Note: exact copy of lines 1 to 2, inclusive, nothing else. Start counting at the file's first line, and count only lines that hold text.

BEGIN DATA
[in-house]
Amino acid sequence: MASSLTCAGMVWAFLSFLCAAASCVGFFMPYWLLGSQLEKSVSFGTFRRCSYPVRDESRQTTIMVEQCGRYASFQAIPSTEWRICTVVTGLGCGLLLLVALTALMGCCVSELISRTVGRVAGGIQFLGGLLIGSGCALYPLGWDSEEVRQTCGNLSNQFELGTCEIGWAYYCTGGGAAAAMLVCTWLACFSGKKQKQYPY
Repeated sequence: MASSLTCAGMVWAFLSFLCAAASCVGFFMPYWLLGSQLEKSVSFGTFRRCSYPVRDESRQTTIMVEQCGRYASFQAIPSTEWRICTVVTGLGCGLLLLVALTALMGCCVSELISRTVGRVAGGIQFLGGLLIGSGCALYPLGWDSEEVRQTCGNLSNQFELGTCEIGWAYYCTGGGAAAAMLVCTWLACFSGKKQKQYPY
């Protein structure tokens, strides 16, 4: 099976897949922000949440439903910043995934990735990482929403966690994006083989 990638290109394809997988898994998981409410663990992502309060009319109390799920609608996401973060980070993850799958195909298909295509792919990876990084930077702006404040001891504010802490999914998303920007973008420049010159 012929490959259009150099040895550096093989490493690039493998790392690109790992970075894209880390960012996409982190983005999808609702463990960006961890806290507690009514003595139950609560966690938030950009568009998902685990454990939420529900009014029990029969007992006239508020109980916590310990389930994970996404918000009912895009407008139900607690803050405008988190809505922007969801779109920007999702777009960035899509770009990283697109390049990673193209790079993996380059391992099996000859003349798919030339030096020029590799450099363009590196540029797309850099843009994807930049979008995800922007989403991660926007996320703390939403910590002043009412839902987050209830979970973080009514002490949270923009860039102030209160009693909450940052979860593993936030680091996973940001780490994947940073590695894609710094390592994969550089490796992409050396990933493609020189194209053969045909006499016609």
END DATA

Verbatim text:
[in-house]
Amino acid sequence: MASSLTCAGMVWAFLSFLCAAASCVGFFMPYWLLGSQLEKSVSFGTFRRCSYPVRDESRQTTIMVEQCGRYASFQAIPSTEWRICTVVTGLGCGLLLLVALTALMGCCVSELISRTVGRVAGGIQFLGGLLIGSGCALYPLGWDSEEVRQTCGNLSNQFELGTCEIGWAYYCTGGGAAAAMLVCTWLACFSGKKQKQYPY